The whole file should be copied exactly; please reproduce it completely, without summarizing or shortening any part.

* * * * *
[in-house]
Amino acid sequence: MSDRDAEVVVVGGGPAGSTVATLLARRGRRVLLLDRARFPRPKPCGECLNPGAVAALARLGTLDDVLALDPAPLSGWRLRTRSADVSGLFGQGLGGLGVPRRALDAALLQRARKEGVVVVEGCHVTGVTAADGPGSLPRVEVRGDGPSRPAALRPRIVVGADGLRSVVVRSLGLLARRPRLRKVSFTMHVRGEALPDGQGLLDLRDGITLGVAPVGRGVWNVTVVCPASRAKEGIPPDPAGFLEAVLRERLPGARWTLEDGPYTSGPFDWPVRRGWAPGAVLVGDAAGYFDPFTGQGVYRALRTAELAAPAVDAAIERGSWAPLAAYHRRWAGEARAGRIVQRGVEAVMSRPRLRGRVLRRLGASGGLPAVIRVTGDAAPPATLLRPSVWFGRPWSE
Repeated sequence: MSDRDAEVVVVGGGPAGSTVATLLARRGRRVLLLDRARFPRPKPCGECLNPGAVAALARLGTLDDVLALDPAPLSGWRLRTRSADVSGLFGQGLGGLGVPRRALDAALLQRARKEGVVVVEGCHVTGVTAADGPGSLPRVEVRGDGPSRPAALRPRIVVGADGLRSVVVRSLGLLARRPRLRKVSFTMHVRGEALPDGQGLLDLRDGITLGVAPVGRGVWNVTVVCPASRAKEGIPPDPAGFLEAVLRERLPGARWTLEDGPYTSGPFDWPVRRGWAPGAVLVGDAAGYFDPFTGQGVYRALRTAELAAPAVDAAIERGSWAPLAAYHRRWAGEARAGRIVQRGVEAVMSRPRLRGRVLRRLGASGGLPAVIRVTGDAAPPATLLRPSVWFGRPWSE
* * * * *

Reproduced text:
[in-house]
Amino acid sequence: MSDRDAEVVVVGGGPAGSTVATLLARRGRRVLLLDRARFPRPKPCGECLNPGAVAALARLGTLDDVLALDPAPLSGWRLRTRSADVSGLFGQGLGGLGVPRRALDAALLQRARKEGVVVVEGCHVTGVTAADGPGSLPRVEVRGDGPSRPAALRPRIVVGADGLRSVVVRSLGLLARRPRLRKVSFTMHVRGEALPDGQGLLDLRDGITLGVAPVGRGVWNVTVVCPASRAKEGIPPDPAGFLEAVLRERLPGARWTLEDGPYTSGPFDWPVRRGWAPGAVLVGDAAGYFDPFTGQGVYRALRTAELAAPAVDAAIERGSWAPLAAYHRRWAGEARAGRIVQRGVEAVMSRPRLRGRVLRRLGASGGLPAVIRVTGDAAPPATLLRPSVWFGRPWSE
Repeated sequence: MSDRDAEVVVVGGGPAGSTVATLLARRGRRVLLLDRARFPRPKPCGECLNPGAVAALARLGTLDDVLALDPAPLSGWRLRTRSADVSGLFGQGLGGLGVPRRALDAALLQRARKEGVVVVEGCHVTGVTAADGPGSLPRVEVRGDGPSRPAALRPRIVVGADGLRSVVVRSLGLLARRPRLRKVSFTMHVRGEALPDGQGLLDLRDGITLGVAPVGRGVWNVTVVCPASRAKEGIPPDPAGFLEAVLRERLPGARWTLEDGPYTSGPFDWPVRRGWAPGAVLVGDAAGYFDPFTGQGVYRALRTAELAAPAVDAAIERGSWAPLAAYHRRWAGEARAGRIVQRGVEAVMSRPRLRGRVLRRLGASGGLPAVIRVTGDAAPPATLLRPSVWFGRPWSE